Drone strikes have taken out thousands of people in the United States, including American citizens, and U.S. lawmakers have raised questions about whether they are legal.
But the legal questions are not limited to the U.A.E., and they have been raised in other countries.
Here are five ways drones are being used by governments around the world.
Drone strike in Syria The U.N. Security Council voted unanimously to approve the authorization of the use of drones to attack suspected members of Al Qaeda and the Islamic State group in Syria in May.
and France were the only countries to vote against the resolution, but the United Kingdom abstained.
The vote was not unanimous, but its passage was expected to give momentum to the idea of drone strikes.
In April, the U., U.K., France and Germany said they would vote to authorize the strikes in Syria.
The next month, in a rare show of support for the U, U. K., France, and Germany, Russia also joined in on the strikes.
The three countries were expected to vote on Thursday.
In March, the two nations also agreed to take part in a new round of strikes in Iraq, which is considered a key training ground for Al Qaeda.
Drone strikes in Yemen The U and Saudi Arabia have launched several drone strikes against suspected Al Qaeda in the Arabian Peninsula (AQAP) operatives in Yemen.
Last month, the Saudis said they were launching drones against the Al Qaeda affiliate in the country, but it’s unclear how many of those strikes have actually been carried out.
The strikes have targeted suspected Al-Qaeda militants and also killed scores of civilians.
The United States and Britain have both said they are carrying out strikes against AQAP in Yemen, though the Pentagon has refused to confirm that the U is carrying out any strikes there.
Drone attacks in Pakistan The Pakistani military says it has launched drone strikes in the tribal areas of the northwest part of the country.
The military has not provided evidence to back up the claim, which has prompted criticism from Pakistan’s human rights commission and human rights activists.
The Pakistani government has also been criticized for failing to provide information on drone strikes and the killing of civilians, including children.
Drone drone strike in Yemen In June, Pakistan’s drone program was expanded, with the creation of the drone program called “Etisalat,” after the name of a country that Pakistan has been under an air campaign against since the 1980s.
The country has launched an attack on Yemen, killing a number of people, including a number that were not terrorists, including members of the Al Nusrah Front, the terror group’s official name.
The airstrikes have killed scores in the impoverished Yemen.
The Saudi-led coalition has been conducting air raids in Yemen since April 2017.
Saudi Arabia is also bombing Yemen’s Houthi rebels, who have been fighting for independence and autonomy from the Saudi-backed government.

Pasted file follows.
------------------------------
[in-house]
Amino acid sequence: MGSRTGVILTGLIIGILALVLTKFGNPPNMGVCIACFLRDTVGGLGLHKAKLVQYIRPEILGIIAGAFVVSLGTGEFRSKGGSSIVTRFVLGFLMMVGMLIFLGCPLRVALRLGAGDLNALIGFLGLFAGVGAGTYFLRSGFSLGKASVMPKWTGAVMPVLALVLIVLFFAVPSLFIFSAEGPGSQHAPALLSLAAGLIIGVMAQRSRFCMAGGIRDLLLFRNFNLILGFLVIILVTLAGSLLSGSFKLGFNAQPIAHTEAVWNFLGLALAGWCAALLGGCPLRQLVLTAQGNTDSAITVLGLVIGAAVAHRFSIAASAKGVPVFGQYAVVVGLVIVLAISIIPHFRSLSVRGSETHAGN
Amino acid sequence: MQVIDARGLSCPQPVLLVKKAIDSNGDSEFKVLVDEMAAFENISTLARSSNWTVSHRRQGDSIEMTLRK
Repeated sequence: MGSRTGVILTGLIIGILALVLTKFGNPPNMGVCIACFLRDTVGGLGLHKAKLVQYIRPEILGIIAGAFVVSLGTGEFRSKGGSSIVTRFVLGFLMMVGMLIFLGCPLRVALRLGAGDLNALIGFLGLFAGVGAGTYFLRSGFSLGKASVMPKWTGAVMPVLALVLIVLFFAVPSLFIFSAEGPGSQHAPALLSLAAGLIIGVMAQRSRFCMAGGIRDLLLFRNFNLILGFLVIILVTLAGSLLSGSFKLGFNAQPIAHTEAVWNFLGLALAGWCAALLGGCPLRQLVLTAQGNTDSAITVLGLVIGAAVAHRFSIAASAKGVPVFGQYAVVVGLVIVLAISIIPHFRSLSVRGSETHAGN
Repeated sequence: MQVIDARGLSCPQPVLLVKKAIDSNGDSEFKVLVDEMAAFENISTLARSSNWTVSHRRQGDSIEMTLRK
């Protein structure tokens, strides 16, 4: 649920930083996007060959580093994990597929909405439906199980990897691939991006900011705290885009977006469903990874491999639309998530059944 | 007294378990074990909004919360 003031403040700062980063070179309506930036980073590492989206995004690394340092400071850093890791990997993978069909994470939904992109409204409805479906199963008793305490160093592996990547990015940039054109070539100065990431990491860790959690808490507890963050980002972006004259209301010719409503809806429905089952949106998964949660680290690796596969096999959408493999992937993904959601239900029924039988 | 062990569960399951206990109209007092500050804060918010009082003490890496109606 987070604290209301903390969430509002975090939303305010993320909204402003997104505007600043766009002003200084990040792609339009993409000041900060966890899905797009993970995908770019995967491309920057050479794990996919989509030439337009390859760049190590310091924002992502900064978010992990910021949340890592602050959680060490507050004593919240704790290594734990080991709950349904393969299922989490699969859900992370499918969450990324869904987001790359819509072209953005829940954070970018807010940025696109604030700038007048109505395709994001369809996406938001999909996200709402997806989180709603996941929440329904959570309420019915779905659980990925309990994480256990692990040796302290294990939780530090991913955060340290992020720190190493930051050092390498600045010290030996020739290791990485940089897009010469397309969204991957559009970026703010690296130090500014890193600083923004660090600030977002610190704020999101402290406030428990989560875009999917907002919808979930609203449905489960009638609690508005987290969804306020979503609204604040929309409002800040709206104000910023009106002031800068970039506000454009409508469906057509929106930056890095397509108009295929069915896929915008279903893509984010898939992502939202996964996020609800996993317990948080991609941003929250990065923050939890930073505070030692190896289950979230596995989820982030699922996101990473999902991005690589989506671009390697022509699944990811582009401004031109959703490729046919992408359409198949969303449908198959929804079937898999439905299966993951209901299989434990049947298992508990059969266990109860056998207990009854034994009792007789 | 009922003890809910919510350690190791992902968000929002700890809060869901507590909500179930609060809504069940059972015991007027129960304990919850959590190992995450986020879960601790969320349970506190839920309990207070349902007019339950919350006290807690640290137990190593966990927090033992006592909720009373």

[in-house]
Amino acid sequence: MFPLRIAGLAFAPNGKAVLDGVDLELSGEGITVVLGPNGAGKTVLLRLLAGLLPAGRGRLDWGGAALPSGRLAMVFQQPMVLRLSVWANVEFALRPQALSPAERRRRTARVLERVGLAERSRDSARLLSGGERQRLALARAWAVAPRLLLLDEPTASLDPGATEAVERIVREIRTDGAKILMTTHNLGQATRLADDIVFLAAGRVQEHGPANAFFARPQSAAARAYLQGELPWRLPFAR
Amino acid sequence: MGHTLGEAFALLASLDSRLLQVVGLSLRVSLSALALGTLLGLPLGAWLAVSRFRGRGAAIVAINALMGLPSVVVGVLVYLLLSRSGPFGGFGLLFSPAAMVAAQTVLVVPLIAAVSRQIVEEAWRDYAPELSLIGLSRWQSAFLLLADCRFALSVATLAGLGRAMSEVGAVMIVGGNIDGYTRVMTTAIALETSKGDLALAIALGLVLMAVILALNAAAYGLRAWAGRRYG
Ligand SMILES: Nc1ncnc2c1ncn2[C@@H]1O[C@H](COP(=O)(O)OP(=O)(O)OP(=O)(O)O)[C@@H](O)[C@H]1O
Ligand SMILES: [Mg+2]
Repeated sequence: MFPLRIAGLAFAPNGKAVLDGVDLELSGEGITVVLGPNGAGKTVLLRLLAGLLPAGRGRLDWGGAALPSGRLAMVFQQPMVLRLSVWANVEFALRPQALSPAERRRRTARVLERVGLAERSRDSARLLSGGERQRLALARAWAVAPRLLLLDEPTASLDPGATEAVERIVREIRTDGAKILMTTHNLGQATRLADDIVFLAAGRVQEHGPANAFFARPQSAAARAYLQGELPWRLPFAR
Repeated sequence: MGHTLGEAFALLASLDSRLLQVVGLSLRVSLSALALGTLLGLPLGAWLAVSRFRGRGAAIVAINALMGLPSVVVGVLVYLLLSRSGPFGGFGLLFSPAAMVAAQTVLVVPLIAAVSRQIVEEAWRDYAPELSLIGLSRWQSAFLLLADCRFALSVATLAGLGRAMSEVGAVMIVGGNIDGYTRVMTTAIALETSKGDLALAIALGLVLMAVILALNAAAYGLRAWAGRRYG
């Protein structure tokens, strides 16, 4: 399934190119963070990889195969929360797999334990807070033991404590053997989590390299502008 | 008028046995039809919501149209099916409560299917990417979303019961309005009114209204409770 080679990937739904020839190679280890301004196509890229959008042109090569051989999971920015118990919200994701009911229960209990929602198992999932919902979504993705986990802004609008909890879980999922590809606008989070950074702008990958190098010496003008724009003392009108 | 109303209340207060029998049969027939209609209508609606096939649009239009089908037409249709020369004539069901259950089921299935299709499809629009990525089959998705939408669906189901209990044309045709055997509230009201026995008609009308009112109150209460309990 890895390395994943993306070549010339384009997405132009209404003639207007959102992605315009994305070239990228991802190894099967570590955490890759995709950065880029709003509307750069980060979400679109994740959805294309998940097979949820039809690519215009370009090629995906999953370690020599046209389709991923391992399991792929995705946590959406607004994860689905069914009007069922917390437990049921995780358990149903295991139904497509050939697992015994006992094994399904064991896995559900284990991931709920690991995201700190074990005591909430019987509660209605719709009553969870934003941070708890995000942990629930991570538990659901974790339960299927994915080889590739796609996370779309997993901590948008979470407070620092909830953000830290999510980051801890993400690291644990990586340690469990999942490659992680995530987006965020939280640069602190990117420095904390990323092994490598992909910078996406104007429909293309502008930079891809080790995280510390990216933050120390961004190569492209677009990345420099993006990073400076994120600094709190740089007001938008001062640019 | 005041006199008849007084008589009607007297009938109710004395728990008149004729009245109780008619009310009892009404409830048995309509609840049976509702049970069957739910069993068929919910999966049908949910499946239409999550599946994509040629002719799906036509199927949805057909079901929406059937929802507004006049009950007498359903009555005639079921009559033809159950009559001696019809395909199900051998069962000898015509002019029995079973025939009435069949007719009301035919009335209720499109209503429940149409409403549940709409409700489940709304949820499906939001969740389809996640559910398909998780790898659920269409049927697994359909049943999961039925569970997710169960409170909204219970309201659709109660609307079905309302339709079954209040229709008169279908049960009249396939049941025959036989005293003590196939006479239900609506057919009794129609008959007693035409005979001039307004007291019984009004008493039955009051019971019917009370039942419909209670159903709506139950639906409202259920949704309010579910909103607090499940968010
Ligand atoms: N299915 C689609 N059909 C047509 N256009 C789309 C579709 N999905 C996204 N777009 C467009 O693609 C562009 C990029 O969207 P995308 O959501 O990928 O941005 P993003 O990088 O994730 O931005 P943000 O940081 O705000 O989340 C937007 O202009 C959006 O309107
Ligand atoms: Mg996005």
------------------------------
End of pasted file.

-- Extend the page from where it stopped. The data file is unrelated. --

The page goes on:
The coalition has also conducted air raids against Iran-backed Houthi militias in Yemen’s south, and in June, it said it had struck Houthi military targets in Yemen that included an Al Qaeda-linked militia.
The strike was the largest single attack on an Al-Qaida-linked group in the kingdom since its creation in 2014.
Drone attack in Libya A drone strike near Tripoli in September 2017 killed three people and injured a further 22 people.
The drones were launched from a military base in the capital.
In July, Libya’s government said it was investigating the strike and said it would take all necessary steps to stop the use and expansion of drones.
Drone operation in Yemen A drone drone attack on the northern city of Taiz in September killed a number in a suspected military attack on civilians in a residential area.
The attack occurred after the government announced the arrest of a number militants from the Ansar al-Sharia group, which the United Nations says is responsible for several attacks on the U by the Houthis.
In the aftermath of the Taiz attack, the Yemeni government said in a statement that the drone strikes were conducted by forces loyal to former President Ali Abdullah Saleh.
A senior Yemeni official said that the Ansari al-Saleh group was “a branch of the Saudi Arabian regime,” adding that the Houthi group was also behind the attack.
Drone surveillance over Yemen The Saudi Arabian military said in March that it was conducting drone surveillance in Yemen and said the drone operation had been carried over the country to prevent the HouthIs from regrouping.
Yemen’s foreign ministry has said that drone surveillance over the Arabian Gulf is carried out by the Saudi military.
Drone campaign in Yemen Yemen has been hit by two drone strikes on the same day, which killed a Yemeni military commander and a number members of his family.
Yemen was also hit by another drone strike earlier in the year, killing at least four civilians.
Drone assassination campaign in Libya In May 2017, the United Arab Emirates (UAE) launched a drone attack in